On the Move

Just last week we were talking about how gloriously happy we were in our current place. Great space, lovely neighbours, excellent location. So of course, we received a call today that the landlord wants to move back in, and won’t be renewing our tenancy when it expires on 31 July.


We have just shy of three months to find a new place. It’s not impossible, but it’s going to be very hard to find a place in our budget that gives us the space and location we love about our current digs. This is exactly the kind of thing I was worried about when we jumped on the renting bandwagon.

Not that purchasing a place is really possible for us right now anyhow.

As soon as we got the news, in an effort to not be unceremoniously punted out of our next place (and the one after that?), we called the bank to ask about buying. And being new to the UK has burned us again. I can not apply for a mortgage without being a permanent resident (known here as having Indefinite Leave to Remain – ILR). That’s in the process, but certainly won’t be done by the time we need to move. So we’d have to qualify on Neil’s salary alone. That doesn’t leave us much to work with in this neighbourhood.

It’s just another of the ways I’m feeling particularly screwed by the immigration process lately.

I am mired in the procedure and bureaucracy of the arduous processes to get a driver’s license, because they need to take my passport for a month to verify my identity. Unfortunately, the UKBA Home Office has it for the 6 months they take to process ILR applications.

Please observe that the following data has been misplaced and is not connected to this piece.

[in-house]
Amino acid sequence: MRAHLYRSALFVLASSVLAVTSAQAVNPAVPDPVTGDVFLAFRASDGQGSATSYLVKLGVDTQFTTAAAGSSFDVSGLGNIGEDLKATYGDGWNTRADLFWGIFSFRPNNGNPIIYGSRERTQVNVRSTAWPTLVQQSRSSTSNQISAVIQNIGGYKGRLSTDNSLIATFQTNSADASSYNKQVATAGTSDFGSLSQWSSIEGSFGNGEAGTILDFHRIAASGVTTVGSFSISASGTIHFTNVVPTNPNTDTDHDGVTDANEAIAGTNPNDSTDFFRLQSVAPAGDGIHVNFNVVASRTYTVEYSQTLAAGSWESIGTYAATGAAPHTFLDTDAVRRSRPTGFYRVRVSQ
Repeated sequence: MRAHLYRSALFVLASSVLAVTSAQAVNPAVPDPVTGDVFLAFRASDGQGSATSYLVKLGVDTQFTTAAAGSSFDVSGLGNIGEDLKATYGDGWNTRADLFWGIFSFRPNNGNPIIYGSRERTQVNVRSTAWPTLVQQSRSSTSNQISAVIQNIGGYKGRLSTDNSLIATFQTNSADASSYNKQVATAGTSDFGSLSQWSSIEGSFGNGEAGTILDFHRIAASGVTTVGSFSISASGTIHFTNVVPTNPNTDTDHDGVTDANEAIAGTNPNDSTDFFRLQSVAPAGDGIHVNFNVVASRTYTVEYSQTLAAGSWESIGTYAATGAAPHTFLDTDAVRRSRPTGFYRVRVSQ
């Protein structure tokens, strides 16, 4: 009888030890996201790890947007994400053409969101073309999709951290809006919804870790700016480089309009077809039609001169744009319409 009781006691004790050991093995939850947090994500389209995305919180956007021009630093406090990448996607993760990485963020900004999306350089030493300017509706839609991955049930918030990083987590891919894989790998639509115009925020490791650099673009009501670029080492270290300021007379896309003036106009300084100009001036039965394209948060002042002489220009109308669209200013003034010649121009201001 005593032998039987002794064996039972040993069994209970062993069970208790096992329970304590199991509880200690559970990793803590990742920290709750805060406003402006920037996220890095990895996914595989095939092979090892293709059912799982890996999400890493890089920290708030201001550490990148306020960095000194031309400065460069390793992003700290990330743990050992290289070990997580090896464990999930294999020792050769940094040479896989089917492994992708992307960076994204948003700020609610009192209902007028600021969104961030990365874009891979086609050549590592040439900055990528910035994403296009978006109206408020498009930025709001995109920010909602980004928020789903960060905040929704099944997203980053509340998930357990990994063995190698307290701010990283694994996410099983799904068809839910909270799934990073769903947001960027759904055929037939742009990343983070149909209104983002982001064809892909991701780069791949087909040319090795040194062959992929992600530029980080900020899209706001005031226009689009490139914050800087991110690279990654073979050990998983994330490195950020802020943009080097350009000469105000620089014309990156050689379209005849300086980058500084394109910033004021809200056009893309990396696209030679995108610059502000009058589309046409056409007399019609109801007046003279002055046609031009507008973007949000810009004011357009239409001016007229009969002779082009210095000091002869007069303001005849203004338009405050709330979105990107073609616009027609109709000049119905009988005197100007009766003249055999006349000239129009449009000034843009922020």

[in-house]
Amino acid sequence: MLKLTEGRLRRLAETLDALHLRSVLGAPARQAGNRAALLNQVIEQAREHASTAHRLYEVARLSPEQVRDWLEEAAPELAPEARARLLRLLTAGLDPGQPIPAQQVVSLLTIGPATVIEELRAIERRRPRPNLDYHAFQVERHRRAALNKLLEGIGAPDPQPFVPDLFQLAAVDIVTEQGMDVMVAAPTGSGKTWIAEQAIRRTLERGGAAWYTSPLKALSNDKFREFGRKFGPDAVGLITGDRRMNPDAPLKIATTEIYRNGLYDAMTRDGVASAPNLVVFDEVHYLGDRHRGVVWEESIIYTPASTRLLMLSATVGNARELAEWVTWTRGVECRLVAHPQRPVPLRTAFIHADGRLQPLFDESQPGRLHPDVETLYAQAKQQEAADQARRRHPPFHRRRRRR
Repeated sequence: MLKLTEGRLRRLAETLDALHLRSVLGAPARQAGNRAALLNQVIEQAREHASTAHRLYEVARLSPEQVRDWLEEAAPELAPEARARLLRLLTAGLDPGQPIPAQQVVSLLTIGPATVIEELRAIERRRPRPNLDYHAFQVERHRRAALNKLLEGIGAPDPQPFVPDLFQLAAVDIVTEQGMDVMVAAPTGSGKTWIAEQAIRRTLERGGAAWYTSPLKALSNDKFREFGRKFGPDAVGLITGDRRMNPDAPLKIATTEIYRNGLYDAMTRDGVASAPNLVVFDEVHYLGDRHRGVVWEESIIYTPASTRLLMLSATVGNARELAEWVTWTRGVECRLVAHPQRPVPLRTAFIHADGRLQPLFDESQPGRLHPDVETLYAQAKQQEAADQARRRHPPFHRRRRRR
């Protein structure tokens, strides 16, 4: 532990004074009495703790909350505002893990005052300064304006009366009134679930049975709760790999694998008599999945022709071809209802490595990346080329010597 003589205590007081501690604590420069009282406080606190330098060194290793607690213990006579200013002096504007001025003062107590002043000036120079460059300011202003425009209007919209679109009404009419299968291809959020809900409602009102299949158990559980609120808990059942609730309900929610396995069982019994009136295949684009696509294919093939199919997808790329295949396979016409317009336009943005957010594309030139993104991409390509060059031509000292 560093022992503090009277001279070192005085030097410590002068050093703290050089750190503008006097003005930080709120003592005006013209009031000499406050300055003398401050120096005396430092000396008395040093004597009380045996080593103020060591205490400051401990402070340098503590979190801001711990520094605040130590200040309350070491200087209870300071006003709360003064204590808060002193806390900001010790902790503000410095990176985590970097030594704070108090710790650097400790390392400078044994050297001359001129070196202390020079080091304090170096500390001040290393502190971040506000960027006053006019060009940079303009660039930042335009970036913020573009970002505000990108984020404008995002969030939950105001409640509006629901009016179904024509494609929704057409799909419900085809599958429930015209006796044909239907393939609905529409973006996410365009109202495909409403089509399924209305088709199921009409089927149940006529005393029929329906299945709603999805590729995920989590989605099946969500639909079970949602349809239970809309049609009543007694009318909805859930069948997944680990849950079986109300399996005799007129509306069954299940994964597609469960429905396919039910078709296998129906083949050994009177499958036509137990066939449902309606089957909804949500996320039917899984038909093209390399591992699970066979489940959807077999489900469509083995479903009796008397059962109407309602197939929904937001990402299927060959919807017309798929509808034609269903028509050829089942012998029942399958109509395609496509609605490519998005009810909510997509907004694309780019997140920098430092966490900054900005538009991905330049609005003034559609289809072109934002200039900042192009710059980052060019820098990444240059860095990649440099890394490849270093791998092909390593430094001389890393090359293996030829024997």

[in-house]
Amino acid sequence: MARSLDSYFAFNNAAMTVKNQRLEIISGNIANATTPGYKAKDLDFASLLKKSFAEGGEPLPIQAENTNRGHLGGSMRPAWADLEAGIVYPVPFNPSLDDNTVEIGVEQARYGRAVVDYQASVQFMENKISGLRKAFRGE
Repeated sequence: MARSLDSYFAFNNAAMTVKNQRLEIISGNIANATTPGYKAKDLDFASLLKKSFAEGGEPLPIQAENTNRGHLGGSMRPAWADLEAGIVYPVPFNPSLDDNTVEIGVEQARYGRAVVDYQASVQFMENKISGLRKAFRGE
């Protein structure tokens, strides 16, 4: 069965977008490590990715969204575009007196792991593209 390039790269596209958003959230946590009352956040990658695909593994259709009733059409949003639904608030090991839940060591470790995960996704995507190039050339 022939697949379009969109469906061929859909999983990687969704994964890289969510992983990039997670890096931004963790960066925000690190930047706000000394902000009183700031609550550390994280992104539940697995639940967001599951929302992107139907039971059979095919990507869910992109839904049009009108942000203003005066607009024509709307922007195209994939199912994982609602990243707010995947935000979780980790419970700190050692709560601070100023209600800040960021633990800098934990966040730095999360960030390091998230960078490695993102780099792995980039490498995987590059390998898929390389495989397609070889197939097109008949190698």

I have basically given up on the idea of getting a credit card in my own name (I am currently a secondary cardholder on Neil’s), because I do not know a bank officer, doctor, postmaster or chartered accountant who lives in the UK, has known me for two years, and will sign a certified copy of my passport swearing that I am who I say I am for the anti-money-laundering regulations.

And, immigration-wise, we have it relatively easy. Neil is a UK citizen, so he has fewer hoops to jump through to get a driver’s license (though he does still have to pass a road test on a manual transmission). His company set up a bank account and credit card, so we’re ok on that front. He did have a hard time getting a national insurance number, though.

We’re even moving faster than most on the whole ILR thing; we coincidentally received my and Isaac’s visa just a couple weeks before they changed the rules, so it means we do not have to serve the mandatory waiting period (used to be 2, just changed to 5 years) before even applying for settlement.

I do not know how other people get through that period, to be honest.

I don’t even have a lot of the barriers many other immigrants do of coming from a totally different culture or language. I don’t look or dress like I’m ‘from somewhere else.’ We are allowed to drive here for a full 12 months on our Canadian licenses, and can exchange them for UK ones, even if it is only for automatic transmissions. Nobody recognizes my university or my degree, but I am at least able to practice my profession here (unlike foreign-trained doctors, etc.) Hell, I’m even allowed to vote here (thanks, commonwealth!) But just when I feel like I’m fitting in and settling down, I keep running into these roadblocks that make me feel like a second-class citizen.

The things I worked for, achieved, or had earned in Vancouver mean nothing here. No credit history, no reputation. Nobody cares. I am an unknown, and generally not to be trusted. It all feels profoundly unfair.

“Starting over” sounds aspirational and romantic. Mostly, it’s a logistical nightmare.